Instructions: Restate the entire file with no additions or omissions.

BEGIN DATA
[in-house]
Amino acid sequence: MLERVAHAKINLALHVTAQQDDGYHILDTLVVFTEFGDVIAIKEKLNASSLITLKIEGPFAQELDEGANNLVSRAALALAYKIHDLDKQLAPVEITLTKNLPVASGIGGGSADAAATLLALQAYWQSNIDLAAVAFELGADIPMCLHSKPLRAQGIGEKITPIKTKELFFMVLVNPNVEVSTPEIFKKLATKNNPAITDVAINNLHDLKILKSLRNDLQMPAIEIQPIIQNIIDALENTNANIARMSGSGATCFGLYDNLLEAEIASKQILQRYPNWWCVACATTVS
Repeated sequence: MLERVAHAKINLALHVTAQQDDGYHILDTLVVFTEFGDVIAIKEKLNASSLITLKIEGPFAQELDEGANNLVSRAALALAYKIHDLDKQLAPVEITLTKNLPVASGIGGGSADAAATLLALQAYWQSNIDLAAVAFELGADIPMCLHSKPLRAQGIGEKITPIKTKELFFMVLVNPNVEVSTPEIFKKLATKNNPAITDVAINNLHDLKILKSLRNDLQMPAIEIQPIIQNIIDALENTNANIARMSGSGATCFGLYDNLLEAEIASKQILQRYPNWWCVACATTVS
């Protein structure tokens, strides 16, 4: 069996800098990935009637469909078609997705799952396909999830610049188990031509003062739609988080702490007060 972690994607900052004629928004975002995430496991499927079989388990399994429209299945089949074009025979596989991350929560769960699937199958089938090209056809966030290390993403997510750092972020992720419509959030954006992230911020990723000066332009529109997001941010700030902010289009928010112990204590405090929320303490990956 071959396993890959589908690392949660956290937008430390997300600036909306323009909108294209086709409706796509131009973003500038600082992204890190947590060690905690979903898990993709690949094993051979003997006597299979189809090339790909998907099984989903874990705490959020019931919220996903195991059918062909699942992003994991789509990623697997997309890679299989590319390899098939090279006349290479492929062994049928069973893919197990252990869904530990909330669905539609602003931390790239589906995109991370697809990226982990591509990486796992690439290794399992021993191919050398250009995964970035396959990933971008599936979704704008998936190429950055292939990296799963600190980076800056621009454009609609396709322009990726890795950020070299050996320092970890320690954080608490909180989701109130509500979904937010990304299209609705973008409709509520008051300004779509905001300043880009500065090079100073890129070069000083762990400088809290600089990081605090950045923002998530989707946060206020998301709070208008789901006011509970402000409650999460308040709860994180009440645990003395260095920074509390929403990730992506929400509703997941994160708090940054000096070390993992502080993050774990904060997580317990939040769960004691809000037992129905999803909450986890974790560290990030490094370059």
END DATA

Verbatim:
[in-house]
Amino acid sequence: MLERVAHAKINLALHVTAQQDDGYHILDTLVVFTEFGDVIAIKEKLNASSLITLKIEGPFAQELDEGANNLVSRAALALAYKIHDLDKQLAPVEITLTKNLPVASGIGGGSADAAATLLALQAYWQSNIDLAAVAFELGADIPMCLHSKPLRAQGIGEKITPIKTKELFFMVLVNPNVEVSTPEIFKKLATKNNPAITDVAINNLHDLKILKSLRNDLQMPAIEIQPIIQNIIDALENTNANIARMSGSGATCFGLYDNLLEAEIASKQILQRYPNWWCVACATTVS
Repeated sequence: MLERVAHAKINLALHVTAQQDDGYHILDTLVVFTEFGDVIAIKEKLNASSLITLKIEGPFAQELDEGANNLVSRAALALAYKIHDLDKQLAPVEITLTKNLPVASGIGGGSADAAATLLALQAYWQSNIDLAAVAFELGADIPMCLHSKPLRAQGIGEKITPIKTKELFFMVLVNPNVEVSTPEIFKKLATKNNPAITDVAINNLHDLKILKSLRNDLQMPAIEIQPIIQNIIDALENTNANIARMSGSGATCFGLYDNLLEAEIASKQILQRYPNWWCVACATTVS
């Protein structure tokens, strides 16, 4: 069996800098990935009637469909078609997705799952396909999830610049188990031509003062739609988080702490007060 972690994607900052004629928004975002995430496991499927079989388990399994429209299945089949074009025979596989991350929560769960699937199958089938090209056809966030290390993403997510750092972020992720419509959030954006992230911020990723000066332009529109997001941010700030902010289009928010112990204590405090929320303490990956 071959396993890959589908690392949660956290937008430390997300600036909306323009909108294209086709409706796509131009973003500038600082992204890190947590060690905690979903898990993709690949094993051979003997006597299979189809090339790909998907099984989903874990705490959020019931919220996903195991059918062909699942992003994991789509990623697997997309890679299989590319390899098939090279006349290479492929062994049928069973893919197990252990869904530990909330669905539609602003931390790239589906995109991370697809990226982990591509990486796992690439290794399992021993191919050398250009995964970035396959990933971008599936979704704008998936190429950055292939990296799963600190980076800056621009454009609609396709322009990726890795950020070299050996320092970890320690954080608490909180989701109130509500979904937010990304299209609705973008409709509520008051300004779509905001300043880009500065090079100073890129070069000083762990400088809290600089990081605090950045923002998530989707946060206020998301709070208008789901006011509970402000409650999460308040709860994180009440645990003395260095920074509390929403990730992506929400509703997941994160708090940054000096070390993992502080993050774990904060997580317990939040769960004691809000037992129905999803909450986890974790560290990030490094370059």